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Presence Matters

07/31/2008 05:00PM ● Published by Super Admin

There are times in life when nothing can compensate for “being there.” I’m a father of two little girls and my second job is running a very large organization, so needless to say, both positions are incredibly demanding. So, if you carry a heavy weight in your chest for not “being there” for your kids’ events, I feel your pain. I know the power of presence, I teach and speak about it consistently, and yet, I find myself falling short in practicing what I preach. As a matter of fact, in May my seven-year-old daughter was preparing to recite a poem in front of her school in honor of Mother’s Day. She got a new dress, rehearsed over and over, and asked me more than once if I would be able to go. Imagine my heart’s cry when I had to say no. I had a meeting on my calendar that was set months prior, and if I cancelled, it would be months before I could re-schedule. Did I make the wrong choice?

Don’t get me wrong; I’m an active dad. I’m the one who reads to them at nighttime and I say the prayers before tucking them in. I’m the one who helps them brush their teeth and helps them put on their jammies. I even give my wife a night off (every Wednesday) to go hang out with her girlfriends, while I take my little girls on “Daddy Daughters Date Day.” Every week I come up with something new for us to do (movie night at home, go out to the theater, play mini-golf, paint ceramics, etc.). I play games with them, I laugh with them and I dance with them. So, yeah, I’m a good dad, because when I do have the time, I spend it with my girls. But should I be excused from attending the events that are important to my kids?

Are my kids involved in too many things? Do I value those who I minister, above my family? Lord, please don’t let that be it. Do all dads and moms who work a full-time job miss a lot of stuff just the same as me? I think maybe so. So, when do you show and when do you say no? Where are the boundaries for us full-timers?

I wish I had an answer that would be right every time. I wish I knew how much you could miss without forcing your kids to attend therapy when they are older. I wish I could evaluate properly what’s vital, what’s important, and what’s just a novel idea. But I don’t have any of those answers. It seems that all of us have to sort it out for ourselves. But, I do know one thing: I do know that the struggle is important. I do know that the fact that my heart hurts is a good thing. I do know that I care about missing this stuff. These are indicators of some sort of mental health, in my opinion. I do know that the times when I make cuts to my schedule to get “there,” means something special to my girls. So perhaps I do have a better grasp on it than I assumed.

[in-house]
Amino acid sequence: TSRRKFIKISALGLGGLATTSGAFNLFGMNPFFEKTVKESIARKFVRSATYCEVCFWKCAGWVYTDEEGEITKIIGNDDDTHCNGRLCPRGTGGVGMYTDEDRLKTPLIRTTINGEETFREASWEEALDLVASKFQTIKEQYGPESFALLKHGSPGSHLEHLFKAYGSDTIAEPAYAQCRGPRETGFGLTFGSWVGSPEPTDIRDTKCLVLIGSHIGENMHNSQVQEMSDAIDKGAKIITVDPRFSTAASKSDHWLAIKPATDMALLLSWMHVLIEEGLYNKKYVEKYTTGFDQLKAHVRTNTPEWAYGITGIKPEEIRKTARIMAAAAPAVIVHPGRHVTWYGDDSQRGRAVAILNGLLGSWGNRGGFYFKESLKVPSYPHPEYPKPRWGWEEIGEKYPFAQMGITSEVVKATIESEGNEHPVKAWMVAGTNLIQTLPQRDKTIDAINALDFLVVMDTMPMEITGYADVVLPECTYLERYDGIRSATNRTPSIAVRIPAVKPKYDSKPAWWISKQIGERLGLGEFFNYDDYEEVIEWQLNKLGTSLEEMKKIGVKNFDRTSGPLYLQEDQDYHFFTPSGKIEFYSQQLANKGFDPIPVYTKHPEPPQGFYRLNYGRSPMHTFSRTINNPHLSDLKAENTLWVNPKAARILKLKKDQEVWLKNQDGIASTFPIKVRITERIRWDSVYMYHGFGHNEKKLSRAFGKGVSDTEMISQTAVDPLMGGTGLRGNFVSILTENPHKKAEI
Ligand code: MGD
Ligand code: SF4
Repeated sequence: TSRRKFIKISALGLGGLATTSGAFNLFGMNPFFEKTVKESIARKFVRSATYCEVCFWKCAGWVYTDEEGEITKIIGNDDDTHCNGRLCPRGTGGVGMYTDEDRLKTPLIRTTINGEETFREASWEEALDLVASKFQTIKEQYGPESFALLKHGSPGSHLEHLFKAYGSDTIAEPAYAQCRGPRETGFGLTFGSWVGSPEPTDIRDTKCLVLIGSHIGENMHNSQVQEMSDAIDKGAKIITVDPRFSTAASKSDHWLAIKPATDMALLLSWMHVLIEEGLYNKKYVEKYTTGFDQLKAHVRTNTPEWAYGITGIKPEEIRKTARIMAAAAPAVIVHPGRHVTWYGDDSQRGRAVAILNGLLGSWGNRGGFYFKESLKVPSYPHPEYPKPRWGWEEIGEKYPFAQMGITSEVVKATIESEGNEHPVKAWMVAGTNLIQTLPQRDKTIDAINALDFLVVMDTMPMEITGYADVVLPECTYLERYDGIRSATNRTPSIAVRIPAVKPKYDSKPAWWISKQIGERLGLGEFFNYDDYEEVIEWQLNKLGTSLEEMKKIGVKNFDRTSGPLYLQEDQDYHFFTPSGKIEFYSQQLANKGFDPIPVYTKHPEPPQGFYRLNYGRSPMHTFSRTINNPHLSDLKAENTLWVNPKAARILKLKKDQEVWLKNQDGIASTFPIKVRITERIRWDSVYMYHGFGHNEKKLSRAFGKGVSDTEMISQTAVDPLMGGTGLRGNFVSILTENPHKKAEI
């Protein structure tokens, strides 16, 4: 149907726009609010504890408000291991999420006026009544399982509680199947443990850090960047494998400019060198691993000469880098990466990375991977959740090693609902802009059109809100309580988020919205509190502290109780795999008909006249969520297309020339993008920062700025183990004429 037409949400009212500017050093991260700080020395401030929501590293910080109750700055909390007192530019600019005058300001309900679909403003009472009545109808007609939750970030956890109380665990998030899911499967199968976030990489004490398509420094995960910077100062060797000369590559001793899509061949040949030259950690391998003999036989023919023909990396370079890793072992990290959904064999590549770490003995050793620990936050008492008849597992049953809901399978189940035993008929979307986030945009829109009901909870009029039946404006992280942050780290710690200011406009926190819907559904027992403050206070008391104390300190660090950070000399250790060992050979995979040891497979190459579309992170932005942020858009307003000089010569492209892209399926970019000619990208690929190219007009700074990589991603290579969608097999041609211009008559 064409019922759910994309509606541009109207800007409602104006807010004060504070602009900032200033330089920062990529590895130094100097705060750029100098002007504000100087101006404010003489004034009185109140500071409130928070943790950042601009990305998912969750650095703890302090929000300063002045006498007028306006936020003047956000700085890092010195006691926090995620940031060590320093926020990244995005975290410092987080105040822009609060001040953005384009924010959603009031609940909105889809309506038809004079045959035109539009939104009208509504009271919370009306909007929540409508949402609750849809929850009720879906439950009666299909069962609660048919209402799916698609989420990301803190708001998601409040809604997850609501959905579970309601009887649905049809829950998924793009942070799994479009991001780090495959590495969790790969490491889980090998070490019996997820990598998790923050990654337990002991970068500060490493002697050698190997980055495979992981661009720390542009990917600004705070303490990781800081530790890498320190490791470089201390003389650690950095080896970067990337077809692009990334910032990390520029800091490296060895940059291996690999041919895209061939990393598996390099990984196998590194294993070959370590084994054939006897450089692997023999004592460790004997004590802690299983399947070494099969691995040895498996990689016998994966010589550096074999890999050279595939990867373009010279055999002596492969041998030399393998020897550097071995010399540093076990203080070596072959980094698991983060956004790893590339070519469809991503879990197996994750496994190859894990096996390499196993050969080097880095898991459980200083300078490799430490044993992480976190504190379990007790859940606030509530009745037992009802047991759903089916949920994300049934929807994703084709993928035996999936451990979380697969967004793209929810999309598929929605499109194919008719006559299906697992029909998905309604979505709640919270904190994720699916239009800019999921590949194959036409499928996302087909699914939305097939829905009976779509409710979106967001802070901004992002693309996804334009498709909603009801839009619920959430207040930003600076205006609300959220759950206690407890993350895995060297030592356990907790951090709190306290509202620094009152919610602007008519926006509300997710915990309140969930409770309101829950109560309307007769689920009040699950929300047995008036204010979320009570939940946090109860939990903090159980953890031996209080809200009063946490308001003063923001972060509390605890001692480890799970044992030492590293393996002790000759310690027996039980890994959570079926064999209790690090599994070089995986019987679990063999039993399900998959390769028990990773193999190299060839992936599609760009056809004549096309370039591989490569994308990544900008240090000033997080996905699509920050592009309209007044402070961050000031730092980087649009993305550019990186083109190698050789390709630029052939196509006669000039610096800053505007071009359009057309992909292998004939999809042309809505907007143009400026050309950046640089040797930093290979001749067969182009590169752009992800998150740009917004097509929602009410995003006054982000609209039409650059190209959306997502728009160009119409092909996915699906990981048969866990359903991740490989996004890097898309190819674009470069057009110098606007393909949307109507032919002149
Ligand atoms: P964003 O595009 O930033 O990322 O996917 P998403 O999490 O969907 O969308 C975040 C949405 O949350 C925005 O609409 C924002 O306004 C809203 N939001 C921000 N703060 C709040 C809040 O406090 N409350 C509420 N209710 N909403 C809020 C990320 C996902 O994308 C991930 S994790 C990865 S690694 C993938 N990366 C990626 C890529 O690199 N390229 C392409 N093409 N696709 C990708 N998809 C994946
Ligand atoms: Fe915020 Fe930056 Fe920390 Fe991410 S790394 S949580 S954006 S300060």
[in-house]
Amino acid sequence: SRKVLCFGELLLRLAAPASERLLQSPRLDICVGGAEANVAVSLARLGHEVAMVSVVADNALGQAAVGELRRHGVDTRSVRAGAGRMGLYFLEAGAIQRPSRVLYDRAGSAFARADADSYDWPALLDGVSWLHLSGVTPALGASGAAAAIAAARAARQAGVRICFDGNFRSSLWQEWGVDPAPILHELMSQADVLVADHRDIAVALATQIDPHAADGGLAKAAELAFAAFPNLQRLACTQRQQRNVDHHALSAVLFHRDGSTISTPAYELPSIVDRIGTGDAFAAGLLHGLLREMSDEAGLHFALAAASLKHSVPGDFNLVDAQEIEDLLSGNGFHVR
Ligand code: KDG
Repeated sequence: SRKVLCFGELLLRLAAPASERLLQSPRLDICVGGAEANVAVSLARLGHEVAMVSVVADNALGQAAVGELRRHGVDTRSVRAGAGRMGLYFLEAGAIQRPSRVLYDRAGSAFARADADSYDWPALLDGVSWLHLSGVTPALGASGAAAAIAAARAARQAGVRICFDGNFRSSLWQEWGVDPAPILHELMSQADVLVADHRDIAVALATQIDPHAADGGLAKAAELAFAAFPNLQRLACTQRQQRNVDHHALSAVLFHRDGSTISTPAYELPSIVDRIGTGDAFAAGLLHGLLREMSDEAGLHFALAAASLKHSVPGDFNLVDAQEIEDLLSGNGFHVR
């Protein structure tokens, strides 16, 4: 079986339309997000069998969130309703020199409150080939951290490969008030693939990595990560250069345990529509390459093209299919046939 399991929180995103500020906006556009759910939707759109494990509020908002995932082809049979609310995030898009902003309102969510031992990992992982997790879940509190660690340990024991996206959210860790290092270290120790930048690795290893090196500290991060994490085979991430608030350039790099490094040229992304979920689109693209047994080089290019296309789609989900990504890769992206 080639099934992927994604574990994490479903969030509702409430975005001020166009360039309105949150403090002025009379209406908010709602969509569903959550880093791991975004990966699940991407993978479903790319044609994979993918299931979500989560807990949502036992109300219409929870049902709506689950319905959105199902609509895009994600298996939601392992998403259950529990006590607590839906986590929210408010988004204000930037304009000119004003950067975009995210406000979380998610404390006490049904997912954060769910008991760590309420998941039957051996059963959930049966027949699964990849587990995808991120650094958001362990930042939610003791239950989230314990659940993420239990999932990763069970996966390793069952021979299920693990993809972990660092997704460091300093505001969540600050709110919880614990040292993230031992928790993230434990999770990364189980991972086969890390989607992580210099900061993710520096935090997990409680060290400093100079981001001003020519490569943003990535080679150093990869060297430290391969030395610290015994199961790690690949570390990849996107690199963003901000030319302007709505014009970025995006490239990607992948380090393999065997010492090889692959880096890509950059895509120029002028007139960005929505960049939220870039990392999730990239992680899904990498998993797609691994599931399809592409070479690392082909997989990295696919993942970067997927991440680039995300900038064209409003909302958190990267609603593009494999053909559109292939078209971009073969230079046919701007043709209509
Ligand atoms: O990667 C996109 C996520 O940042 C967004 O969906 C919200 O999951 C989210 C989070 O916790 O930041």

My mantra for my life right now (and perhaps I’ll adjust it tomorrow) is to do my best, while leaving room for improvement. As it stands, my goal is to be at every one of my children’s significant events that I can. My plan is to be at enough events so that when I have to miss, they will not only understand and know I love them, but they will also be at peace. I have never stopped believing in both boundaries and love. I believe that somewhere in that middle is the key to healthy parenting. And, I take solace in the fact that while I strain and struggle and try to be there, my children are loved and they see their dad a lot. I’m not willing to just give up in the face of overwhelming pressures. I will fight for my family and if the Lord helps me, most of the time, I will show up.



Lance Hahn is the senior pastor at Bridgeway Christian Church in Rocklin. He can be reached at 916-791-8341 or via email at lance@bridgewaychrisitian.org.

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